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Study concludes Florida laws contributed to drop in opioid prescribing

August 18, 2015
by Gary A. Enos, Editor
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A new study suggests that legislative initiatives designed to shed Florida's reputation as a haven for inappropriate opioid prescribing produced some desired results.

Funded by the Robert Wood Johnson Foundation's Public Health Law Research program and published this week in JAMA Internal Medicine, the study found that the state's pill mill and prescription drug monitoring program (PDMP) laws led to decreases in opioid prescriptions between July 2010 and September 2012. The decreases occurred exclusively among those prescribers who had shown the highest prescribing rates, and amounted to a 1.4% decline in the aggregate.

The study examined a database of more than 430,000 prescribers who generated around 480 million prescriptions during the study period, with about 8% of them for opioids. As a basis of comparison, researchers examined prescribing patterns during the same time period in Georgia, which had neither law in place at the time.

Florida's attempt through 2010 legislation to crack down on “pill mill” pain clinics was spurred by data showing that, for example, 90 of the 100 highest-volume physician buyers of oxycodone in the nation that year were located in Florida.

Study authors suggest in their report that states should engage in outreach to their highest-volume opioid prescribers, as well as encourage drug treatment services for individuals at risk of turning to street heroin when access to prescription opioids becomes restricted.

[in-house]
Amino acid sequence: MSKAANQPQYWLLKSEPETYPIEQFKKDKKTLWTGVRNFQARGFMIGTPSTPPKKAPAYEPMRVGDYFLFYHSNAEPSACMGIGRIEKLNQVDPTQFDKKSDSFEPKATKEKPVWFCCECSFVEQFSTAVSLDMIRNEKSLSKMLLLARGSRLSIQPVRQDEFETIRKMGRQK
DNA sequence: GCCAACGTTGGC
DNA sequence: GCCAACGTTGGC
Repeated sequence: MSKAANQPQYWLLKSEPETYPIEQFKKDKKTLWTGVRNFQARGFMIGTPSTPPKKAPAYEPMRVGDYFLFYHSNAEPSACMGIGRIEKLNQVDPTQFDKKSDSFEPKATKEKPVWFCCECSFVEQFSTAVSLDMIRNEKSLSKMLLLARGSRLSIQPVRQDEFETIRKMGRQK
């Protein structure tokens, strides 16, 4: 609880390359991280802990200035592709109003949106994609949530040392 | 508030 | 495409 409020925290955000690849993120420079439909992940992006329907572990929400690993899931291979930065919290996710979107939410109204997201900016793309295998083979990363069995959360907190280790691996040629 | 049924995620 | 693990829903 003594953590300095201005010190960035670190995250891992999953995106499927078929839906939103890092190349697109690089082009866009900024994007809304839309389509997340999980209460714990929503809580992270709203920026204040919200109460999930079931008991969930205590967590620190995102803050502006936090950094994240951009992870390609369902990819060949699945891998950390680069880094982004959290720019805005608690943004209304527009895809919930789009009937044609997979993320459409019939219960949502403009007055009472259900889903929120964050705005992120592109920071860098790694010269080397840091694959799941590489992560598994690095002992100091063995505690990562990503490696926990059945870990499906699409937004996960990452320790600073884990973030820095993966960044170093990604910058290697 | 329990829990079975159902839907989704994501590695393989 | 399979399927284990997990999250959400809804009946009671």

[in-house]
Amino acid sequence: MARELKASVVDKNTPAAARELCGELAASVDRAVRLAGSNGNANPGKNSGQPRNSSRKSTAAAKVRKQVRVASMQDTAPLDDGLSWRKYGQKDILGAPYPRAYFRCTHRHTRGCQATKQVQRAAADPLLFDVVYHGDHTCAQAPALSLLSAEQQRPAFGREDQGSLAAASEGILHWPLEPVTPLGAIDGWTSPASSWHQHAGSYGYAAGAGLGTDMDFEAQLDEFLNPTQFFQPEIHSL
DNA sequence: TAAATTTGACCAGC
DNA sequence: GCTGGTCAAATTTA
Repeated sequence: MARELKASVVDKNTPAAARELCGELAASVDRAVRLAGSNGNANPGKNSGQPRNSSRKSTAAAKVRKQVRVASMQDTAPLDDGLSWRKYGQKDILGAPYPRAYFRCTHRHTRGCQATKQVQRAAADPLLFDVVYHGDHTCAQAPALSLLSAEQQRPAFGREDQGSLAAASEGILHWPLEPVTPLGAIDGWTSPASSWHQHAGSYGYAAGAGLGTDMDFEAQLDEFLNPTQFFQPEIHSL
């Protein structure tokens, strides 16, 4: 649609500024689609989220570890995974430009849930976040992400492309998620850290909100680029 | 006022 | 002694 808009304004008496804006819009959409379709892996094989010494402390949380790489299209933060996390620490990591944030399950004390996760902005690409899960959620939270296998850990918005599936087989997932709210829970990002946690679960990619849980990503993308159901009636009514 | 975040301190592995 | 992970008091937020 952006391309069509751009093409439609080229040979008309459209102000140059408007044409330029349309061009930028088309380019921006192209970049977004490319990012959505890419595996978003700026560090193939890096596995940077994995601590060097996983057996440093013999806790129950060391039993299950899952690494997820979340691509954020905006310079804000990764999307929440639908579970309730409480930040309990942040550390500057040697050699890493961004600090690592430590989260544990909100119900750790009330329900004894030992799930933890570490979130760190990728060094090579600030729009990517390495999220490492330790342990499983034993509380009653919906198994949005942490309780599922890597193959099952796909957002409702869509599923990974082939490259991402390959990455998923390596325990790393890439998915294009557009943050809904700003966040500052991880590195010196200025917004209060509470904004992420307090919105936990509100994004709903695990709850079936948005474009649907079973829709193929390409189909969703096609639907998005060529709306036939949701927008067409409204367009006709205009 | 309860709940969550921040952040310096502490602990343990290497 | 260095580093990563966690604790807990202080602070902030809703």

The recent JAMA for Internal Medicine study regarding the success of Florida's initiative. The study cites a 1.4% decline in the aggregate amount of prescribed opioid medicatins.As an objective professional in both teaching the Florida Pain Management Law and Regulations for the past five years , and consulting with numerous pain physicians and clinics in evaluating their patient's compliance with the Pulido Coates Pain Patient Compliance Protocol and Scale, I have determined that while the Florida legislation has reduced the number of illegal pill mills, the Legislation has rather increased patient NONCOMPLIANCE in even the finest of legitimate pain management clinics and prescriber. In essence, patients are duping the docs! The average clinic level of non compliance including all 5 scale levels we scored in 3200 administrations using the PPCP-S is 60% NON COMPLIANCE. We routinely ask each physician medical director before we begin assessing their patient's compliance how they think their facility rates as to compliance. The response is almost universally, "my patients are 90-95% compliant. Upon showing empiricle evidence of the easily scored PPCP-S, which is a billable procedure, that even many of their most perceived compliant patients are non compliant, the physicians are shocked.

It is one thing to close down a Pill Mill; its a totally different nightmare to know patients are either not educated or diagnosed properly, or the patient has become accustomed and skilled to serve to their reptilian pleasure seeker mentality. Its high time to protect the physician from patient non compliance. its just the right and good thing to do.